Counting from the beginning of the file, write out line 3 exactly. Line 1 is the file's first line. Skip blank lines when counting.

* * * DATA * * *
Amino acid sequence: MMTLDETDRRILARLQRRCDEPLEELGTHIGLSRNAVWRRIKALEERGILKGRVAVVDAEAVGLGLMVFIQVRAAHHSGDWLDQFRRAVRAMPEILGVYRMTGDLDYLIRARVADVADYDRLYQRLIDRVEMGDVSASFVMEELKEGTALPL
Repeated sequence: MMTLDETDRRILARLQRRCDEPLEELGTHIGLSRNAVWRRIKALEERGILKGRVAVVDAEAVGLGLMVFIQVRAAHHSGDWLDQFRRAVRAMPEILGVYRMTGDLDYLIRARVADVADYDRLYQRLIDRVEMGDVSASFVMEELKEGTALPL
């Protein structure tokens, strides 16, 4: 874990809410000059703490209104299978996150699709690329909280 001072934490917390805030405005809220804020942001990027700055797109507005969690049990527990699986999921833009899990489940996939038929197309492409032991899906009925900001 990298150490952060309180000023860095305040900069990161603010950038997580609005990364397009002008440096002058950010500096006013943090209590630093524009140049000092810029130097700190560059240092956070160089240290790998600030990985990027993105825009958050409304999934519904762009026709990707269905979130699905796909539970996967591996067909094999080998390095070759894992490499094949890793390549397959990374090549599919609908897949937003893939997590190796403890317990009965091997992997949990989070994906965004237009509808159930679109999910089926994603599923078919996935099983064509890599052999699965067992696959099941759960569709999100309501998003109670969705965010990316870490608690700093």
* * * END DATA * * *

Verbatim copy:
């Protein structure tokens, strides 16, 4: 874990809410000059703490209104299978996150699709690329909280 001072934490917390805030405005809220804020942001990027700055797109507005969690049990527990699986999921833009899990489940996939038929197309492409032991899906009925900001 990298150490952060309180000023860095305040900069990161603010950038997580609005990364397009002008440096002058950010500096006013943090209590630093524009140049000092810029130097700190560059240092956070160089240290790998600030990985990027993105825009958050409304999934519904762009026709990707269905979130699905796909539970996967591996067909094999080998390095070759894992490499094949890793390549397959990374090549599919609908897949937003893939997590190796403890317990009965091997992997949990989070994906965004237009509808159930679109999910089926994603599923078919996935099983064509890599052999699965067992696959099941759960569709999100309501998003109670969705965010990316870490608690700093």